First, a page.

I know now that by going to 184 I can receive English language television and not Welsh language television. But even then it is not all that simple because, if you turn on the regional programme at particular times, in Wales you frequently get Welsh club rugby on BBC. I watch it from time to time but it is not my greatest passion. If I want the alternative, I have to find my way to a channel in the 400s, which broadcasts the programmes that viewers elsewhere in the United Kingdom can watch—or switch to Ulster, where I can often find the kind of programme I want. All those channels are scattered throughout the system and their number is growing ever bigger.

I am entirely with the noble Lord, Lord Avebury, as regards the importance of the issue. I hope we can start with my suggestion of listing public service broadcasts with their channel numbers, which viewers can display on their TV screens and access relatively simply. However, the amendment may have shortcomings. We could be making Ofcom's job more difficult. This is one occasion when I would prefer to leave it to the wisdom of Ofcom to interpret Clauses 304 and 305, which create the code and the means of enforcing it. If Ofcom is as efficient at regulating as I hope it will be, the problem will be solved.

On this occasion, I take the risk of agreeing with the Minister. I do not go with the amendment but strongly support the important issue that it raises.

Lord Borrie: It seems a growing tendency in the Committee to consider what my noble friend the Minister is going to say before she has said a word. I have no idea what she will say but fully agree with the noble Lord, Lord Crickhowell, about the importance of the subject. I am slightly anxious, because of the hovering of Chief Whips, that we may be reaching the close of today's debate.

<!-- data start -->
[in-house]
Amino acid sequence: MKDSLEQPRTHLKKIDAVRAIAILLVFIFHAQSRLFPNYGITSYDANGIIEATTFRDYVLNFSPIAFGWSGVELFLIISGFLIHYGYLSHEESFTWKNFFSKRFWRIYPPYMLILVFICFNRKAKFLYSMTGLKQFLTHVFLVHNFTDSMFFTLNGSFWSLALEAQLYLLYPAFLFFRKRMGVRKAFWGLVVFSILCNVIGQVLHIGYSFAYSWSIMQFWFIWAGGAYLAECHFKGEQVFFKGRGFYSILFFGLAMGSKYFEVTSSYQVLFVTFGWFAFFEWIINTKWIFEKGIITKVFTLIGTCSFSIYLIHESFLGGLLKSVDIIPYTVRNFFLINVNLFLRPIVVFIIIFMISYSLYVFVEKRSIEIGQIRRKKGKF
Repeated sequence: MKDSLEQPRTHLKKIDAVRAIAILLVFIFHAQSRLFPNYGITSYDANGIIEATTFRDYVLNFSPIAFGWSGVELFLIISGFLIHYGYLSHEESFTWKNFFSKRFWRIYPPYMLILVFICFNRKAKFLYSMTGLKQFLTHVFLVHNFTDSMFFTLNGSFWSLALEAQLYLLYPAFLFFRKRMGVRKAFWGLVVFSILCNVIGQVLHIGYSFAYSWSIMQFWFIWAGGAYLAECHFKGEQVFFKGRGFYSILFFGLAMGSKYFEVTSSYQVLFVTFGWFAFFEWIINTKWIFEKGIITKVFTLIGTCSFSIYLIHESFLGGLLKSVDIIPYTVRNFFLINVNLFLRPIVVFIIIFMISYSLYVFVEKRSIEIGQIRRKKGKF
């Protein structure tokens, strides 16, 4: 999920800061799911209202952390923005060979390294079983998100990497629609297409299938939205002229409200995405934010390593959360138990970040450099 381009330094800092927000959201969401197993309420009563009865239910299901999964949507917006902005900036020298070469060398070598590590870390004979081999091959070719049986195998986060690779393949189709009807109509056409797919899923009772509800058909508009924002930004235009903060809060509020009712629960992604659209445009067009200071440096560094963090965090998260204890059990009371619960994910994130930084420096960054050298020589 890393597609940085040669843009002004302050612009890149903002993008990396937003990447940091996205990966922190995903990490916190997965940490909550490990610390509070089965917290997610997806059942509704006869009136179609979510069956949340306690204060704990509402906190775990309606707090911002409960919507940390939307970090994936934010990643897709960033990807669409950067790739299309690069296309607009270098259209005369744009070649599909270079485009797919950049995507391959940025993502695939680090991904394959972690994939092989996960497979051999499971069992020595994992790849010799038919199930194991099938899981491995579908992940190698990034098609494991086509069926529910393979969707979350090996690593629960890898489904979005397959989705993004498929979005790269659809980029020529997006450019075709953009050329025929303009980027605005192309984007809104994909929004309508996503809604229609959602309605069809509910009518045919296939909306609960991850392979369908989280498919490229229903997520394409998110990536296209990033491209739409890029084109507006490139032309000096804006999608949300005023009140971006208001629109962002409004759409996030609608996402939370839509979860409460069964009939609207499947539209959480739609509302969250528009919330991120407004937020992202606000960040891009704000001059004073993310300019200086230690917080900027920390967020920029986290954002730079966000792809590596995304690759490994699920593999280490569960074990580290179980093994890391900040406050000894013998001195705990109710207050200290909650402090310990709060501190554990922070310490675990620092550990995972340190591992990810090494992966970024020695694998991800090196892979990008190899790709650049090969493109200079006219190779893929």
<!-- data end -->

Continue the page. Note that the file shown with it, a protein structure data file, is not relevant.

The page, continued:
Noble Lords: No chance.

Lord Borrie: I am glad that that is the case and that we may reach other important matters in due course. I shall not delay the Committee unduly.

The purpose of Clause 304 is clearly to require of electronic programme guides that they give appropriate prominence to listing public service channels. Clause 304 implicitly accepts that the owners of EPGs may have good commercial reasons for giving favourable positioning to non-public service channels but in its reference to giving due prominence to public service channels the clause is not very precise. The noble Lord, Lord Crickhowell, says that the matter can be left to Ofcom. It will be a body of men and

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women, all good and true, who will do their best—but they will be guided by the Act. Is there any harm in giving it more precision than the little now offered by the Bill?

I find myself favourably disposed towards the amendments. Their value is in giving some precision where none exists and covering regional or local variants of public service channels so that they are easier to find. I do not see that as being over-prescriptive or over-precise but as giving precision where there is precious little now. I give no particular credence to the precise wording and I am sure that the government draftsman can do better. Nevertheless, the attempt by the noble Lord, Lord Avebury, and the noble Baroness, Lady Howe, to give precision where little currently exists is worth commending.

Lord Roberts of Conwy: We all agree that the problem arises because of a lack of definition of due prominence and because of the difficulty of finding the channels in question even now.

I have a particular concern at the possibility that digital satellite viewers in Wales may not be able to receive, for example, BBC1 and BBC2 Wales through the electronic programme guides 101 and 102. It is for that reason that I believe the Bill requires amendment both to tighten the definition of due prominence on the EPG and also to extend it to national and regional variations of public service channels.

I make no apology for speaking about Wales in particular because its television audience is quite complex and diverse. Its take-up of digital television is higher than the United Kingdom average. Within the digital audience there is a particularly high proportion of digital satellite viewers, not least because of the difficult topography. Without being able to access BBC Wales on 101 or 102, instead viewers have to rummage around among the bottom rungs of the EPG, as the noble Lord, Lord Lipsey, has said, and only slots away, I am told, from the pornography channel, which may distract them.